By Tia Lynn Ivey
Morgan County’s proposed general fund budget for the 2020-2021 Fiscal Year is over $19.3 million, a 3.9 percent increase from the current county budget. County Finance Director Lori Sayer presented the proposed budget to the Morgan County Board of Commissioners on Tuesday, May 19.
The total proposed budget comes in at $19,317,122, up from last year’s $18,590,559 budget. Despite the proposed $726,563 increase, the county anticipates taking the millage rollback rate this summer.
“The budget has increased since we have more revenue coming in this year, so we should be able to adopt the rollback rate,” said Sayer. According to Sayer, the preliminary estimate for the rollback rate is 10.71, a 1.73 drop from the Current rate of 10.895.
“That could change, but that’s the current estimated rollback rate,” said Sayer.
County Manager Adam Mestres stressed that the increased budget is due to increased growth in the county and pledged that property taxes will not be raised through the millage rate.
“We are pleased with the overall state of the budget. We think we are at a good spot,” said Mestres. “What’s important to note is that the 3.9 percent increase in the budget is from all new revenue from new growth in the county. Our plan is to rollback the millage rate.
Mestres noted that even with taking the rollback millage rate, the county will be able to accomplish long overdue needs.
“The new budget will still allow us to continue tackling deferred maintenance needs, updating our fleet, and other things we have not been able to do in the past because money has been tight. Now we are able to catch up on those capital renovations. We are pleased with the outcome. All of the elected officials and department heads did a great job of watching their department’s bottom-lines and submitting their requests this year.”
According to Sayer, most people’s property taxes should stay about flat with that kind of drop in the millage rate.
“The drop will counteract any increases in property value assessments,” said Sayer.
Sayer explained that the increased revenue is coming from property taxes and sales tax collections.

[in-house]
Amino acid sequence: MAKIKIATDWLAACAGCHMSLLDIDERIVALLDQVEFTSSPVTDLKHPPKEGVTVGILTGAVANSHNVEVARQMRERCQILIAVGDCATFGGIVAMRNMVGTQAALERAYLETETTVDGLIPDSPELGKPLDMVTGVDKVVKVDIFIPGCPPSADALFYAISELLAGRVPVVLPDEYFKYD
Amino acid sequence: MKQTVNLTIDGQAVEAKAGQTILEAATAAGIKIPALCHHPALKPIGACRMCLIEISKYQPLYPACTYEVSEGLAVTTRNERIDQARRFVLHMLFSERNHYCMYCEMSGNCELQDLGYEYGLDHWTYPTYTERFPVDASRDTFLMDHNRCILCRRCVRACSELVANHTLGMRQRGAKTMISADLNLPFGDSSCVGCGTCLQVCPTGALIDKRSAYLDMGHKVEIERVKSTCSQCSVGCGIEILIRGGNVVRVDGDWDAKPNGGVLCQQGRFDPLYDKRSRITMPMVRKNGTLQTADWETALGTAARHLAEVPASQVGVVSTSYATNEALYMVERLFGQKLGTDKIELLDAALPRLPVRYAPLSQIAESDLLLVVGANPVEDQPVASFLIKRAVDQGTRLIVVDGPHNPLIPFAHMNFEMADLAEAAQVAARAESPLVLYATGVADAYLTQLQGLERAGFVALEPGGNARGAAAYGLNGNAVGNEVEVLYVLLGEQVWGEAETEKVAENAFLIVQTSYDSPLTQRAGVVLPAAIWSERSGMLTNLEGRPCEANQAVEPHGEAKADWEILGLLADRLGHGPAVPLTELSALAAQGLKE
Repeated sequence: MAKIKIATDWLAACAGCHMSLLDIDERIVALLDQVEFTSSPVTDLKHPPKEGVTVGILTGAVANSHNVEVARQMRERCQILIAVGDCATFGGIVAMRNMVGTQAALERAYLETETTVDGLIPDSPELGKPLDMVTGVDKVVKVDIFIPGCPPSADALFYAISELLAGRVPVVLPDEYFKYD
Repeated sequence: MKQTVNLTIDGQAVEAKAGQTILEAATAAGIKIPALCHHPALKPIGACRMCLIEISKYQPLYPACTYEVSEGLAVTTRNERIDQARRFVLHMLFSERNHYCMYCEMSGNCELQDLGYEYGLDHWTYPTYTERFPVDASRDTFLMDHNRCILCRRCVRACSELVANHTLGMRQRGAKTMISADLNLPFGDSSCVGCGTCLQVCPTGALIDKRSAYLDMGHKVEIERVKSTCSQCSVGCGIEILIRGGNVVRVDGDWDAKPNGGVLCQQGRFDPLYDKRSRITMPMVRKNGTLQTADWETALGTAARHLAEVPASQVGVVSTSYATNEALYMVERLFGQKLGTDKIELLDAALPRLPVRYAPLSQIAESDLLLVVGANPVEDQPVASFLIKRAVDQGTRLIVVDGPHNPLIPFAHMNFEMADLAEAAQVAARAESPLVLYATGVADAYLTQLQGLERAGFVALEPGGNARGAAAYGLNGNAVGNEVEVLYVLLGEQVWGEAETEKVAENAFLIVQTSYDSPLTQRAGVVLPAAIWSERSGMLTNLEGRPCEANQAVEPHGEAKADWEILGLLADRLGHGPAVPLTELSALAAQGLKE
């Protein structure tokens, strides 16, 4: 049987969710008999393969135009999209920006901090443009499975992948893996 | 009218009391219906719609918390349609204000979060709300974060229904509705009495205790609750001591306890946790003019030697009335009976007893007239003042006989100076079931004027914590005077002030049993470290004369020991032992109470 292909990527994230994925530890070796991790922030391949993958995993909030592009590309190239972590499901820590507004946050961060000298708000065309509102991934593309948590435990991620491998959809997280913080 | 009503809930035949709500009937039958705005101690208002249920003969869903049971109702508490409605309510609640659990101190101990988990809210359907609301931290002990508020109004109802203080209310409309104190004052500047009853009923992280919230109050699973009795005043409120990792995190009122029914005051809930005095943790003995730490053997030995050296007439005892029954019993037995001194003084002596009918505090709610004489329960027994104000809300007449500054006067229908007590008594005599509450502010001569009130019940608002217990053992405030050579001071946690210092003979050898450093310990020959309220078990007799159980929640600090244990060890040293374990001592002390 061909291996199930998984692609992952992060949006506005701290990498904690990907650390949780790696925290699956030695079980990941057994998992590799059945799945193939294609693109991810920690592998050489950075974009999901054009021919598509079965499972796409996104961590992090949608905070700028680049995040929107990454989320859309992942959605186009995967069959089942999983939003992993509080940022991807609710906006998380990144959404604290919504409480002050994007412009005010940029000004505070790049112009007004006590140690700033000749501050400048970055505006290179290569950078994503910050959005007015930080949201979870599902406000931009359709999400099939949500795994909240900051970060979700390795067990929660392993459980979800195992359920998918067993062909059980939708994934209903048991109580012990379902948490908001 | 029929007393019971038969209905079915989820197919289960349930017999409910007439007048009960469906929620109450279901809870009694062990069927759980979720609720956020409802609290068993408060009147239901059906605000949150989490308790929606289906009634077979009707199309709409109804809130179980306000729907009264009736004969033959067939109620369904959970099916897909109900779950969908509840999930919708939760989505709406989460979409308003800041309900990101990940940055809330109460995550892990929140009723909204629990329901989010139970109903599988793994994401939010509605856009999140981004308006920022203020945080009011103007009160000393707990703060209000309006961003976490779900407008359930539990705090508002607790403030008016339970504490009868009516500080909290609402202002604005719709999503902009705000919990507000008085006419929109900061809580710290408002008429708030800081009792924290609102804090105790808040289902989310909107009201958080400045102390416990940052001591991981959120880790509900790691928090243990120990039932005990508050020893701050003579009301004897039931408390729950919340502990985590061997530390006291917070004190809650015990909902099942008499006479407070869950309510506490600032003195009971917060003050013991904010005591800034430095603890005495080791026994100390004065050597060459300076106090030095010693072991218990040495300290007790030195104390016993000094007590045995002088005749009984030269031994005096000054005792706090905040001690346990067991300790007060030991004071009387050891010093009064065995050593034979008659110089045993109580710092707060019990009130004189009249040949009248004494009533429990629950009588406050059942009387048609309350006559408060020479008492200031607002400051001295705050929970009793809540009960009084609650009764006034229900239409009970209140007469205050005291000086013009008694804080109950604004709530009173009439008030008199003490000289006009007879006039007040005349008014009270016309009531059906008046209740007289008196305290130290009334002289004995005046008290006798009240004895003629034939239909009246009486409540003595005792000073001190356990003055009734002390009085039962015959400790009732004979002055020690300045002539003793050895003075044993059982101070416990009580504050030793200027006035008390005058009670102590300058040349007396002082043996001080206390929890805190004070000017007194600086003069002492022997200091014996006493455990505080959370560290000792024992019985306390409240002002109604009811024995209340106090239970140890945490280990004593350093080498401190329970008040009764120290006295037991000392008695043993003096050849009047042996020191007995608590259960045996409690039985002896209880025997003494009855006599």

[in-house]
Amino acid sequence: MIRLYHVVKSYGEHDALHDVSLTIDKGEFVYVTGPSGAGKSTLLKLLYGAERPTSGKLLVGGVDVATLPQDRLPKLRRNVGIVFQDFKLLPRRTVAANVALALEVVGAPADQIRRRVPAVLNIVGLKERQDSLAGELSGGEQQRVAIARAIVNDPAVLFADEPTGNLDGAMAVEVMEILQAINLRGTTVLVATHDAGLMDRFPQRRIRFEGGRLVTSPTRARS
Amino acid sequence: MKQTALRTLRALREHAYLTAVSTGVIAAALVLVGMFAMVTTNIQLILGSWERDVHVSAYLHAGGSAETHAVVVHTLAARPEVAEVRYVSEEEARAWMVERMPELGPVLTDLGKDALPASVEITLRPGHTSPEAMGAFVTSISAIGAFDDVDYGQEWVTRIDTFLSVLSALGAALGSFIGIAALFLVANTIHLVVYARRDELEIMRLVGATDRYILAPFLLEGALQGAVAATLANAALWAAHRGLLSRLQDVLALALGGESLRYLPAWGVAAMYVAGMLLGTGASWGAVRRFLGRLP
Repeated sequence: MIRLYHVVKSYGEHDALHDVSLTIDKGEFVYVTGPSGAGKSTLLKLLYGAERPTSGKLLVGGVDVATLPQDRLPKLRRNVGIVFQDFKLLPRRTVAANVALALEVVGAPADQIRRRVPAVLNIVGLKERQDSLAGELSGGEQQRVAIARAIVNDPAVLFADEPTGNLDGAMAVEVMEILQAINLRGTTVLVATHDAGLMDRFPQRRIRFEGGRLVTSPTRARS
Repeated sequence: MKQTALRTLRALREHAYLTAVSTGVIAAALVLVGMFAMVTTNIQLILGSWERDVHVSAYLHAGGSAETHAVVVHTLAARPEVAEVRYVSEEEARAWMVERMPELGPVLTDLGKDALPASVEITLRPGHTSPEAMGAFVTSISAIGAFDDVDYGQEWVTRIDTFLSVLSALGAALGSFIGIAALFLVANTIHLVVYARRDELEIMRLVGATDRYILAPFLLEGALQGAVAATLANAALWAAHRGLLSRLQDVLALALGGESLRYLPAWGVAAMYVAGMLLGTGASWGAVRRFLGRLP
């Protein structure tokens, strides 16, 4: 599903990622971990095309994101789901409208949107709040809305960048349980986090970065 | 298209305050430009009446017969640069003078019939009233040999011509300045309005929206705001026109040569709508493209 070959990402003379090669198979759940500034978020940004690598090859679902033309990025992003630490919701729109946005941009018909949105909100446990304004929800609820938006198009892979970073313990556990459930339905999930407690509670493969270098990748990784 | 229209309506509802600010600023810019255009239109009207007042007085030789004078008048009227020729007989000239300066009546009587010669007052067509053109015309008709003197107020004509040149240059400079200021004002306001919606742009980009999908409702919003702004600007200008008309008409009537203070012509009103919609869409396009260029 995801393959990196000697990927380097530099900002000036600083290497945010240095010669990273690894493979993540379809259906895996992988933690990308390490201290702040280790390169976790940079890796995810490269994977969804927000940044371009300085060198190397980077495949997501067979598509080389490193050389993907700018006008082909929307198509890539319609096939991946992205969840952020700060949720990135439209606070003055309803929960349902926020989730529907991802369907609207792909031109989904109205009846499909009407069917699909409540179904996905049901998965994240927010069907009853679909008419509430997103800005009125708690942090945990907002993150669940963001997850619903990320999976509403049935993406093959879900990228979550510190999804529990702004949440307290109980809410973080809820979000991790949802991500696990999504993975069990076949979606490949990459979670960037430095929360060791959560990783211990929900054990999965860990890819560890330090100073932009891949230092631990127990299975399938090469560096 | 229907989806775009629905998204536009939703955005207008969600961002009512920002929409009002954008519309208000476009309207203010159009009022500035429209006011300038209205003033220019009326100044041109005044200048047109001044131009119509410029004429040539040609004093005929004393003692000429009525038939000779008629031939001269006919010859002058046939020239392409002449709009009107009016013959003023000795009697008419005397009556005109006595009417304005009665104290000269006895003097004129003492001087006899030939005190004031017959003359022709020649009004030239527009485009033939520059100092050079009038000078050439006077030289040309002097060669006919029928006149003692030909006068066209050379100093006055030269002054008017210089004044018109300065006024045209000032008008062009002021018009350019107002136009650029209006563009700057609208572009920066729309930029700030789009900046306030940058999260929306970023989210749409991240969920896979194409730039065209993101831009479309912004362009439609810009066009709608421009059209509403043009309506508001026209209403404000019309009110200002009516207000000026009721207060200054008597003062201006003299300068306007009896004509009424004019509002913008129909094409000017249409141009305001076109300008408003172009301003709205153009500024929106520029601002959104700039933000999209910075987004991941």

“We have additional revenue from property taxes because we have new construction in the county, including new houses, and higher collections in sales tax. We have also given very conservative estimates in sales taxes, and we still are very conservative, so we have collected more in sales taxes and insurance premium taxes than anticipated,” explained Sayer.
With the added revenue, the county is planning to invest in employees and county facilities.
“The majority of new spending will be on continuing capital improvements for existing buildings and investing in employee benefits,” said Sayer.
The county has set up a $350,000 reserve account in order to self-fund healthcare plans for county employees.
“We are are changing our healthcare and self-funding it,” said Sayer. “We may not have to spend it, but it is there in case we need to…We hope in the future that by self-funding healthcare, it will safe us from future increases in health insurance costs.”
The county is also setting aside $150,000 to purchase a new firetruck in 2021. Other spending will be invested into personnel costs, such as payroll taxes, retirement benefits and worker compensation. County is also planning to make Improvements to solid waste.
According to Sayer, the county’s fund balance, which is reserved money for emergencies and other unexpected expenses, is up to $5.7 million, a 30 percent fund balance rate.
“We have a heathy fund balance,” said Sayer. “Because of our strong fund balance, we were able to save $168,000 on our energy efficient upgrades by self-funding and being able to wait on interest rates to drop.”
According to Sayer, the fund balance provides a solid cushion to empower the county to make better financial decisions and investments.
Sayer believes the proposed budget is fiscally sound and faithfully manages taxpayer money.
“This budget prevents us from raising property taxes, allows us to continue to have a strong fund balance, and it still allows us to make capital improvements and invest in employee needs,” said Sayer.